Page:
As your e-mail was very clear, we will begin legal procedures against Mr. Robert Rapier in the state of Hawaii. Karlson and Karlson is authorized to practice civil law in the United States.
I have recommended my customer to refund your order both to help procedures and to prove good faith in the case of Diablo-Keys.com, Inc Vs. Robert Rapier. For now, you have nothing to do. As required by US Law, every legal document will be served to you. For now, you have nothing to do, except maybe finding a suitable attorney.
Diablo-Keys.com had no choice but to prosecute you to protect its brand, image and quality service. While it is sad this matter couldn’t be settled off court, you have given us very little choice.
For any further information do not hesitate to communicate with me.
LOL! Yes, Diablo-Keys is going to “prosecute me.” Oh no, I have to get an attorney. I might go to jail for three years! What a douche. Then the scammer himself responded twice more:
from Lawrence Irwin “email@example.com”
to Robert Rapier
date Wed, Oct 28, 2009 at 4:09 AM
subject Re: CEASE AND DESIST- Diablo-Keys.com
Thank you for the additional evidence. I know you mentionned this was the last communication, but please keep writing to us: every e-mail is more and more evidence and our lawyer LOVES it.
Our lawyer has been very strict: we are unable to make comment this situation. We will see each other in court.
So Lawrence Irwin (which is probably just a name this loser is hiding behind) at firstname.lastname@example.org, is “unable to make comment” on the advice of his make-believe attorney. But stupid people rarely know when to shut up. So two minutes later, he sends this:
Yes, continuing the theme of illiteracy, “such it hard” is his answer. He must have gotten help with the spelling from his “attorney.”
So if you happened upon this because you were trying to determine whether http://www.diablo-keys.com/ is a scam, now you know. Here is how the scam goes:
1. He sells you invalid keys that have no value (and because you can find invalid keys from free from lots of places). You pay $5 because he claims they are new.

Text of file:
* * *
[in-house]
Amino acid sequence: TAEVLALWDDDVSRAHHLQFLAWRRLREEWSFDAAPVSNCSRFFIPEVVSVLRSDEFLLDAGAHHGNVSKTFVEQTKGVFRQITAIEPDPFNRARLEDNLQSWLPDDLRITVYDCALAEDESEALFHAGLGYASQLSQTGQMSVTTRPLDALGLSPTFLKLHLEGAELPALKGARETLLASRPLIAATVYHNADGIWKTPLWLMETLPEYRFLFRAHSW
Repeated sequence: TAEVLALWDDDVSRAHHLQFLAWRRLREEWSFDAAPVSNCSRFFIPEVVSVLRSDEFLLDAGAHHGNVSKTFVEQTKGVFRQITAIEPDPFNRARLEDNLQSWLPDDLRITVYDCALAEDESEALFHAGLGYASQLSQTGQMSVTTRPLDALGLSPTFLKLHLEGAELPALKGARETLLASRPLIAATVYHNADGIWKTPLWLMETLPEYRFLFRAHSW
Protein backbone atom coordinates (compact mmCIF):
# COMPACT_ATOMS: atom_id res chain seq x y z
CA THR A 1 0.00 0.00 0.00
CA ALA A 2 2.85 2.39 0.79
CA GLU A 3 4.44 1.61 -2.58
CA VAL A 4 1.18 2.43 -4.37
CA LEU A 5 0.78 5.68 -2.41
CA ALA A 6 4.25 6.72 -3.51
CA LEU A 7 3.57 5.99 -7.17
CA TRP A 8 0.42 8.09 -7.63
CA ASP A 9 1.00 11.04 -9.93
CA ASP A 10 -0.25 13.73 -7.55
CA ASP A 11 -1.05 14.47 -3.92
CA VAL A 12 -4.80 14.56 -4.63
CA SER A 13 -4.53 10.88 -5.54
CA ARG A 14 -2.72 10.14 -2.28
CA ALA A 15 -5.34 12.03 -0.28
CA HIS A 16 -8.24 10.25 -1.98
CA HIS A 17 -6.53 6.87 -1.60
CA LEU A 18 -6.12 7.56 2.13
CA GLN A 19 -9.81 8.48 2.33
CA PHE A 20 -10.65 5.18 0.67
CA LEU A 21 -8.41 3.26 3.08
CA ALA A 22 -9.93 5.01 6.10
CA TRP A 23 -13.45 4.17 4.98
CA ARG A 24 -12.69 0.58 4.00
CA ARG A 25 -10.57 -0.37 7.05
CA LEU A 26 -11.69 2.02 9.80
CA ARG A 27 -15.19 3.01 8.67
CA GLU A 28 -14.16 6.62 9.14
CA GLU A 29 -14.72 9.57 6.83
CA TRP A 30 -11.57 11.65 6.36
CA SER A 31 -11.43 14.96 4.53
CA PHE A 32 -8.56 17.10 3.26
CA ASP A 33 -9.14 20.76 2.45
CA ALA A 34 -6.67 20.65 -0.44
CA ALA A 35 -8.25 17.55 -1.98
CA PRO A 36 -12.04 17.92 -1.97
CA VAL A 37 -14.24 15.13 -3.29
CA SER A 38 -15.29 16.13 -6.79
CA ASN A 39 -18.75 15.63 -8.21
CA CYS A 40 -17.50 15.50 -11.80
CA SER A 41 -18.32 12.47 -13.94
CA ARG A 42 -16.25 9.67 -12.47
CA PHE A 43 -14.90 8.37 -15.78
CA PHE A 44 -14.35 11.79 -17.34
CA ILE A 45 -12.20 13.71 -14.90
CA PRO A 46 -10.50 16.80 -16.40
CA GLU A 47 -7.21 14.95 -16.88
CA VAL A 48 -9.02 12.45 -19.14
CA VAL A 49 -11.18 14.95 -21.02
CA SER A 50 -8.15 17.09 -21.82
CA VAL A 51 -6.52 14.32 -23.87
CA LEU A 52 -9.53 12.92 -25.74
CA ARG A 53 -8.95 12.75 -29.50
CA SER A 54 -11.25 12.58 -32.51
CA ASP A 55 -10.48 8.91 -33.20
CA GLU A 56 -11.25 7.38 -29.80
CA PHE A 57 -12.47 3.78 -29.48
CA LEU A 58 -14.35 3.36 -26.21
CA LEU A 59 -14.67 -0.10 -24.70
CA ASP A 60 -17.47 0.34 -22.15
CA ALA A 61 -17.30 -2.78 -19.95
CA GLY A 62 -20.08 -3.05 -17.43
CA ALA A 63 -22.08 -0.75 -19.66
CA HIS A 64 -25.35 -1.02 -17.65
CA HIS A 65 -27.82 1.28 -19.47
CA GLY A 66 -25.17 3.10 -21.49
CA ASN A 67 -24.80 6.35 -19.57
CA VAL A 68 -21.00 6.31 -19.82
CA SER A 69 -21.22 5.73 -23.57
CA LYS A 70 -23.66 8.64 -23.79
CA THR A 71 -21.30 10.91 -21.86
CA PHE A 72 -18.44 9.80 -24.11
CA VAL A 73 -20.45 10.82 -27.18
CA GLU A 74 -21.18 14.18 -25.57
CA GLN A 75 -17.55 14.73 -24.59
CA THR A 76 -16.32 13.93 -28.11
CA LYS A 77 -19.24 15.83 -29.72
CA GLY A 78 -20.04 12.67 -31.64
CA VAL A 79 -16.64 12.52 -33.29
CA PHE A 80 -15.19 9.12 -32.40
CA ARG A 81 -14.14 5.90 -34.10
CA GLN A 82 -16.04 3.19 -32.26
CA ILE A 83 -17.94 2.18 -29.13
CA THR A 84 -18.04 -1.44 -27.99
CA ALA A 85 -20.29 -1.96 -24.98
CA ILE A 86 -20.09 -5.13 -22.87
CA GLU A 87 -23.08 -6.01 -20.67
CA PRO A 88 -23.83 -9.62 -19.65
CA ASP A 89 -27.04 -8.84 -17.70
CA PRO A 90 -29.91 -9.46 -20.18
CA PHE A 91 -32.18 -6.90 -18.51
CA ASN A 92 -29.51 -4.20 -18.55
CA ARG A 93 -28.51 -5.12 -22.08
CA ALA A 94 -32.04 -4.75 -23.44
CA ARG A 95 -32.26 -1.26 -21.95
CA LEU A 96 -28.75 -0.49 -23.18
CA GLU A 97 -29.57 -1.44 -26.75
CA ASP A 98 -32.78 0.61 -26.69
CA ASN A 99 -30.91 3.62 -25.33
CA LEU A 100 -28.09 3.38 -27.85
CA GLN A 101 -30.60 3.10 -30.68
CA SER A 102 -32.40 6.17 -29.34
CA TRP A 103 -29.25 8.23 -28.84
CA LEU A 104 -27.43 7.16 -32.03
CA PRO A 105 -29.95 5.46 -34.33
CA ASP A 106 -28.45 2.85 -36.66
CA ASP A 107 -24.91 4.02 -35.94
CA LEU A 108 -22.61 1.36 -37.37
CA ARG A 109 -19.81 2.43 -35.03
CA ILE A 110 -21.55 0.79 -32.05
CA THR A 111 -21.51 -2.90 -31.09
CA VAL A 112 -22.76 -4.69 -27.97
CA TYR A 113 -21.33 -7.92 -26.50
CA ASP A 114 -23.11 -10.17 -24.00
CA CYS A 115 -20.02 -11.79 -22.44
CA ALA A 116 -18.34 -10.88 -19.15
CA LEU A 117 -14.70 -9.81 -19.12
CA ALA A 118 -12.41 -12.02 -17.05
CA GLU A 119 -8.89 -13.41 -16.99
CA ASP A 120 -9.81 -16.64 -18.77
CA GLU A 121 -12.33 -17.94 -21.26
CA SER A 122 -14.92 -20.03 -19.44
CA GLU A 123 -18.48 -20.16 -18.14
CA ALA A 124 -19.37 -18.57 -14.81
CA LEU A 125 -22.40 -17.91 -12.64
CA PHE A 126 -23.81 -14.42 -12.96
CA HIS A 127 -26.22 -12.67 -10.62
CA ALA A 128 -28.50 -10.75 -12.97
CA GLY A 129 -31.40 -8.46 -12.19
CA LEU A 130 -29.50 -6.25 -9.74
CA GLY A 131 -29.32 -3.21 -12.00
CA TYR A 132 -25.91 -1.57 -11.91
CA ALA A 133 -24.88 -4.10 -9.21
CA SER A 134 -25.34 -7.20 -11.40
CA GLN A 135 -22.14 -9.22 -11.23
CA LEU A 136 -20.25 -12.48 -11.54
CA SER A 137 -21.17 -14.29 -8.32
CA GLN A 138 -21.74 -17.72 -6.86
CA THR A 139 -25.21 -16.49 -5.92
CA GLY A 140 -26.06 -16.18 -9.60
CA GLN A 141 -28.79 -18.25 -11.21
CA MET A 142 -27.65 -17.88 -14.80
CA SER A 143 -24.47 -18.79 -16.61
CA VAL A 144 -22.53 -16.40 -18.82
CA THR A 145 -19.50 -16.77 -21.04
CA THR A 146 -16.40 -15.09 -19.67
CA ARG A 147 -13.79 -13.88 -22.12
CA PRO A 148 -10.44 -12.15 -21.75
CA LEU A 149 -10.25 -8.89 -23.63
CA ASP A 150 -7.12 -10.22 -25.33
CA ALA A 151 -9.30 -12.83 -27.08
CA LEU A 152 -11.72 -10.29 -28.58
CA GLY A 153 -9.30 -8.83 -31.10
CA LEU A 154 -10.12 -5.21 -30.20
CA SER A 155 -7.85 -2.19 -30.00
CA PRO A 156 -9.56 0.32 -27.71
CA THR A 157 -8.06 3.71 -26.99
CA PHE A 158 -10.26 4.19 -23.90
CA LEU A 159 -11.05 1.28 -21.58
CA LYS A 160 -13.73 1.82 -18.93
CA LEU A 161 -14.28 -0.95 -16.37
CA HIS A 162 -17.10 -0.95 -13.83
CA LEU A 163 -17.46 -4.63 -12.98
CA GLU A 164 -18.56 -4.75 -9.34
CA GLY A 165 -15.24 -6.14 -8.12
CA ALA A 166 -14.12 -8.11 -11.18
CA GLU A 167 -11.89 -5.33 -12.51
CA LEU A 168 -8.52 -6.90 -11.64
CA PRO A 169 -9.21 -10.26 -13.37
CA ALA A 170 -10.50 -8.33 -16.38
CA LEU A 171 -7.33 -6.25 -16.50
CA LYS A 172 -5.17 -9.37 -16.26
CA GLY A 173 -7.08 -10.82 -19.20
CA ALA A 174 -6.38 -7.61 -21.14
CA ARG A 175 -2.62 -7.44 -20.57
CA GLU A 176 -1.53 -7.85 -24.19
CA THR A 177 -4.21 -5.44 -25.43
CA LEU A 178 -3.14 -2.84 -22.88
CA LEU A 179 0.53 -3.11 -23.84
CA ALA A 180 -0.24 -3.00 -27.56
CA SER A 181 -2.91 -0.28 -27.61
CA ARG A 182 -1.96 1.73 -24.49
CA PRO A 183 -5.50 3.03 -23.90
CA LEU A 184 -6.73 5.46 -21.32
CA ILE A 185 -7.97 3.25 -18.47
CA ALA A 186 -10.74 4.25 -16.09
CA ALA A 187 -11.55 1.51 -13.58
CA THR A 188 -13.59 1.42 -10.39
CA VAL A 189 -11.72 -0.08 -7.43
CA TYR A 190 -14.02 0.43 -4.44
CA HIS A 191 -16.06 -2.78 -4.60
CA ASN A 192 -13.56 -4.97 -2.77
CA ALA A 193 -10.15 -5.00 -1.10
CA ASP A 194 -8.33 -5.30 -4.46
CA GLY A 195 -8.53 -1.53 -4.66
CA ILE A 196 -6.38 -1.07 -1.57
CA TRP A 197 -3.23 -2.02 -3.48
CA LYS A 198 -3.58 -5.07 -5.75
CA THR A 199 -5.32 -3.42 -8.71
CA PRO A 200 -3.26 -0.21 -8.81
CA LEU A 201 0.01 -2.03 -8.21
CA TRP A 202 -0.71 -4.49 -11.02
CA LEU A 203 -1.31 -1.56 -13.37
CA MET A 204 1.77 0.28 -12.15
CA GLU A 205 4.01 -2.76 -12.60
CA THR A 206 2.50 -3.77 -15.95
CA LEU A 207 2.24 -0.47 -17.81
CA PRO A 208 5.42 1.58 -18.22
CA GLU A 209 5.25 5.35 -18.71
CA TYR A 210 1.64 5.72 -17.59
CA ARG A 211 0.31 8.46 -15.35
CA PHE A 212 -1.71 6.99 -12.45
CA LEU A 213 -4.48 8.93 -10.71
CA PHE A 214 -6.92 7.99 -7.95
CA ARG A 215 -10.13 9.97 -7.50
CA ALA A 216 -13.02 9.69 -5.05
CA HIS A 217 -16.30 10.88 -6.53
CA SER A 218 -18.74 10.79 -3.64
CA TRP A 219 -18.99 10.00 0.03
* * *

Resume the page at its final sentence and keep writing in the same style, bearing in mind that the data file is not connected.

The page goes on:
2. You report that the keys are invalid, and he promises to investigate.
3. He sits tight and hopes you forget all about it.
4. If you are persistent, he has his make-believe attorney write a threatening letter.
5. If you continue to be persistent, he refunds your money, lashes out like a two-year-old, and has his make-believe attorney send another letter.
It is just brilliant enough to have been crafted by a couple of 7th grade dropouts.
If you are coming here because you have gotten a pair of bad keys and are trying to get resolution, my recommendation is to file a fraud complaint and dispute the charge. If the guy had any actual working keys, he would have sent them instead of refunding my money after I made multiple requests for a replacement, before finally disputing the charge.
The guy could have had an actual business, but instead tries to scam people, and then scare them if they complain. If you are looking for a legitimate site for Diablo keys, after this experience I went to http://www.mmo1st.com/ and got a pair of working keys for $7. No problem at all from them, unlike the scammer/con artist/fraud at Diablo-Keys.com who will charge you $5 and then proceed to waste your time.
Update 12-09-09: All of the scammer’s websites that he tried to use when scamming me are now offline. Further, I am cooperating with the authorities to actually track him down and bring him to justice. You can read about the initial account here: Exposing a Two-Bit Scammer
Update 12-03-09: This saga has also been mentioned over at The Consumerist. (And thank you to people who have forwarded me game keys). There are two things I want to clear up. First, I am not the person who posted the story at Reddit. I only became aware of the story because I saw the traffic coming in from Reddit on my Stat Counter.